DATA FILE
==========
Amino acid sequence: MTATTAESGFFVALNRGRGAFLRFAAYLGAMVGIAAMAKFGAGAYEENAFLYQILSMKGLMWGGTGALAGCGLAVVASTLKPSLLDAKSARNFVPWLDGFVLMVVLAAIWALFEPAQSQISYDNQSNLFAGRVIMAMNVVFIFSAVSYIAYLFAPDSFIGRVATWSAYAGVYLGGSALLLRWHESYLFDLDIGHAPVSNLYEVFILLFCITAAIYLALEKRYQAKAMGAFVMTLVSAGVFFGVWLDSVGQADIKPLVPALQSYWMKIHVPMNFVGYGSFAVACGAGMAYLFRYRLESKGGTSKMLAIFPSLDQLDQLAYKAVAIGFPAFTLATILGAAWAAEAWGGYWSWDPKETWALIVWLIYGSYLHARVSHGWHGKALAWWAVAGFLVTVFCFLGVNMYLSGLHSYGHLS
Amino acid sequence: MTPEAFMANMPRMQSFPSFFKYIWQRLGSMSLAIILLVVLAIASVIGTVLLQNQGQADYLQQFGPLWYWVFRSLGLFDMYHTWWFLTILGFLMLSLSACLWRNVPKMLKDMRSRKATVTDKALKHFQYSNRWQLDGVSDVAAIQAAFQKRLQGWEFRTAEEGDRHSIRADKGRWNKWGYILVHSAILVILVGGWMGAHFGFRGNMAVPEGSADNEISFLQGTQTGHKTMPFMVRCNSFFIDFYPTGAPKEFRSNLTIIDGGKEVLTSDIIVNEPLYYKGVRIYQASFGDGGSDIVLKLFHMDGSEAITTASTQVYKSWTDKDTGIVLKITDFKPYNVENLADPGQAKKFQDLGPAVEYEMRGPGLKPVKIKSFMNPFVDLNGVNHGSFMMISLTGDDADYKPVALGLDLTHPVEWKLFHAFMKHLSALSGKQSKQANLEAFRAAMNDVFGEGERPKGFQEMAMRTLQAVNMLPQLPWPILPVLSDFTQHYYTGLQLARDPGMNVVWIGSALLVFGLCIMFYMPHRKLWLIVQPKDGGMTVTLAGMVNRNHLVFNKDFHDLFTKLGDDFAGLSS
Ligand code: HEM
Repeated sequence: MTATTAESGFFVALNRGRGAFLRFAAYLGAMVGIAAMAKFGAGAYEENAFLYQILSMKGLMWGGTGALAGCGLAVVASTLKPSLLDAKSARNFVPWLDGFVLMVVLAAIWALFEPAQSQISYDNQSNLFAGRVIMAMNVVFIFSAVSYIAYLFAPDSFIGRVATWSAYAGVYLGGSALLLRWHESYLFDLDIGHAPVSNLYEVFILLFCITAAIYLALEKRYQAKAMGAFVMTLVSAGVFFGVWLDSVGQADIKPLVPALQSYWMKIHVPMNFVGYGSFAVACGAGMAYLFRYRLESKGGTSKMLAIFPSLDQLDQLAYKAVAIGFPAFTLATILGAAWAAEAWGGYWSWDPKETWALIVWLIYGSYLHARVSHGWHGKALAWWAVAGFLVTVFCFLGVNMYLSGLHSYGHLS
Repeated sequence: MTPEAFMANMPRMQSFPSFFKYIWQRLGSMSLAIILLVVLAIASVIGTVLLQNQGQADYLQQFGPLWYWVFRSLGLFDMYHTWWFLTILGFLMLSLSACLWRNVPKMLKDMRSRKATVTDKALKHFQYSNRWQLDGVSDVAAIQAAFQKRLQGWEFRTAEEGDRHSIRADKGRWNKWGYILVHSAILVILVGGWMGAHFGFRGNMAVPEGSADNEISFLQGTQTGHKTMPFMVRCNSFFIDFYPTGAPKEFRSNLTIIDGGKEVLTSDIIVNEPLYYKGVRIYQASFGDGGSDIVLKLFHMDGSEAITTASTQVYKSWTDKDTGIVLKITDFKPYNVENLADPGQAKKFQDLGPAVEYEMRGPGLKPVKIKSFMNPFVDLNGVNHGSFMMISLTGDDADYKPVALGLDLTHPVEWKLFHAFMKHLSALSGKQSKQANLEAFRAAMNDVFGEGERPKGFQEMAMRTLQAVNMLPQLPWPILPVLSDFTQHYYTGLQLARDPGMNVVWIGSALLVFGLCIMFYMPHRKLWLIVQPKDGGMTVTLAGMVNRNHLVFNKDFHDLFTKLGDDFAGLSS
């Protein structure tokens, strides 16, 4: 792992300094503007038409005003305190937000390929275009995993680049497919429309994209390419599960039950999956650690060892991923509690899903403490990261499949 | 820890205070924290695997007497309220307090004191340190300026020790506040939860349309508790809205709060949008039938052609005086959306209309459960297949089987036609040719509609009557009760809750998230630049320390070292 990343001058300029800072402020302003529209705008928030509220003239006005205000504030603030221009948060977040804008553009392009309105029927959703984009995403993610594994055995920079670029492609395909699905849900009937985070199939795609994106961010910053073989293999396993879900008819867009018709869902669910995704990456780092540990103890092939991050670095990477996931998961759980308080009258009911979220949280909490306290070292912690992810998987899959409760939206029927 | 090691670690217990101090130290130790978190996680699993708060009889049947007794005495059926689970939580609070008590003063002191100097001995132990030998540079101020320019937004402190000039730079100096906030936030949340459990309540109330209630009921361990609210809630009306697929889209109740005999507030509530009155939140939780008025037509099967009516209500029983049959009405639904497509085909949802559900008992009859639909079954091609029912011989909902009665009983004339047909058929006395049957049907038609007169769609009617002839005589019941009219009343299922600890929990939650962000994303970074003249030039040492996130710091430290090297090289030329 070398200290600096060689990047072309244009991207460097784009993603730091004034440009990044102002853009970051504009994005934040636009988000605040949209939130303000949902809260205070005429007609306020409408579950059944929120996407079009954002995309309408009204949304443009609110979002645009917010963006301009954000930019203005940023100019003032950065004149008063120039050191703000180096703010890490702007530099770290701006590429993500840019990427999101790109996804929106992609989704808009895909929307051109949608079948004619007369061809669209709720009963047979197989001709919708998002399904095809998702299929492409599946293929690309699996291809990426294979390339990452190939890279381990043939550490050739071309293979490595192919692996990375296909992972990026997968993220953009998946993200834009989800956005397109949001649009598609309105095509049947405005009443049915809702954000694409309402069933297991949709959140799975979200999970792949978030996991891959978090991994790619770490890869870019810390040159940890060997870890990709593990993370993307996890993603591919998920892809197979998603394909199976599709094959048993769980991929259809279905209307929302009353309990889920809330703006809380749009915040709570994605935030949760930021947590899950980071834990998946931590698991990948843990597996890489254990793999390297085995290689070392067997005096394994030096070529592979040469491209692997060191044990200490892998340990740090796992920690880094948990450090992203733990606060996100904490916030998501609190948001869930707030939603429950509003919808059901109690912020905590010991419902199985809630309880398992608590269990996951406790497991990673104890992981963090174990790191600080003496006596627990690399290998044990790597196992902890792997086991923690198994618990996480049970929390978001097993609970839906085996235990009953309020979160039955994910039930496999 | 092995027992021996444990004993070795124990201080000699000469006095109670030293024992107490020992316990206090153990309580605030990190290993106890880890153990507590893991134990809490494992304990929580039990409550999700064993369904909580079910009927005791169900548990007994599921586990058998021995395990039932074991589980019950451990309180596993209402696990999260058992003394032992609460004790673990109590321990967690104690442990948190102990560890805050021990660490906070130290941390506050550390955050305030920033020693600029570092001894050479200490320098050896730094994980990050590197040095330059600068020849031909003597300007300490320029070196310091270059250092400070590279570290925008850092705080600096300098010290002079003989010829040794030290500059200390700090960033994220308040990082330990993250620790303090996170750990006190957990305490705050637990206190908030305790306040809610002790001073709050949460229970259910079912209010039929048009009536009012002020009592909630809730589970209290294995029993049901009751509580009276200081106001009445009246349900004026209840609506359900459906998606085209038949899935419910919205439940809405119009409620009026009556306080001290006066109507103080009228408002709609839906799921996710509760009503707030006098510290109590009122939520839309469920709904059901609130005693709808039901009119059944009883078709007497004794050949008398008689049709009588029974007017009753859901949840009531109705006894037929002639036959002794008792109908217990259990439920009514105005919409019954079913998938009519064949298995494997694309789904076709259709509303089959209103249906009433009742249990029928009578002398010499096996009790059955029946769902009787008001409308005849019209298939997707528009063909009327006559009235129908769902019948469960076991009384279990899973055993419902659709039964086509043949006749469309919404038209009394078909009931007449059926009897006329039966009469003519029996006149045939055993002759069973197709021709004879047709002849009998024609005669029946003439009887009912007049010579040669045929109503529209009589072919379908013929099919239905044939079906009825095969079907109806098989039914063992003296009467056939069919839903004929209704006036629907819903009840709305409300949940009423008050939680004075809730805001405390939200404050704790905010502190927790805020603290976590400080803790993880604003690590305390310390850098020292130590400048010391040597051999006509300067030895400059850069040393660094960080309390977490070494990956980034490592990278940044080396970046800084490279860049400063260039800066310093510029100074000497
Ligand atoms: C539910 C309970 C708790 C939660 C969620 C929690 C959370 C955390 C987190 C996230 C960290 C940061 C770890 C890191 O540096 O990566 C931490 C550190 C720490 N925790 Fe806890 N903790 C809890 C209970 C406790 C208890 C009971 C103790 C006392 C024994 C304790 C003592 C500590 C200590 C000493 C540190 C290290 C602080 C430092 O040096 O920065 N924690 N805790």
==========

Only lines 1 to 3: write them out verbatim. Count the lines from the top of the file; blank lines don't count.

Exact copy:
Amino acid sequence: MTATTAESGFFVALNRGRGAFLRFAAYLGAMVGIAAMAKFGAGAYEENAFLYQILSMKGLMWGGTGALAGCGLAVVASTLKPSLLDAKSARNFVPWLDGFVLMVVLAAIWALFEPAQSQISYDNQSNLFAGRVIMAMNVVFIFSAVSYIAYLFAPDSFIGRVATWSAYAGVYLGGSALLLRWHESYLFDLDIGHAPVSNLYEVFILLFCITAAIYLALEKRYQAKAMGAFVMTLVSAGVFFGVWLDSVGQADIKPLVPALQSYWMKIHVPMNFVGYGSFAVACGAGMAYLFRYRLESKGGTSKMLAIFPSLDQLDQLAYKAVAIGFPAFTLATILGAAWAAEAWGGYWSWDPKETWALIVWLIYGSYLHARVSHGWHGKALAWWAVAGFLVTVFCFLGVNMYLSGLHSYGHLS
Amino acid sequence: MTPEAFMANMPRMQSFPSFFKYIWQRLGSMSLAIILLVVLAIASVIGTVLLQNQGQADYLQQFGPLWYWVFRSLGLFDMYHTWWFLTILGFLMLSLSACLWRNVPKMLKDMRSRKATVTDKALKHFQYSNRWQLDGVSDVAAIQAAFQKRLQGWEFRTAEEGDRHSIRADKGRWNKWGYILVHSAILVILVGGWMGAHFGFRGNMAVPEGSADNEISFLQGTQTGHKTMPFMVRCNSFFIDFYPTGAPKEFRSNLTIIDGGKEVLTSDIIVNEPLYYKGVRIYQASFGDGGSDIVLKLFHMDGSEAITTASTQVYKSWTDKDTGIVLKITDFKPYNVENLADPGQAKKFQDLGPAVEYEMRGPGLKPVKIKSFMNPFVDLNGVNHGSFMMISLTGDDADYKPVALGLDLTHPVEWKLFHAFMKHLSALSGKQSKQANLEAFRAAMNDVFGEGERPKGFQEMAMRTLQAVNMLPQLPWPILPVLSDFTQHYYTGLQLARDPGMNVVWIGSALLVFGLCIMFYMPHRKLWLIVQPKDGGMTVTLAGMVNRNHLVFNKDFHDLFTKLGDDFAGLSS
Ligand code: HEM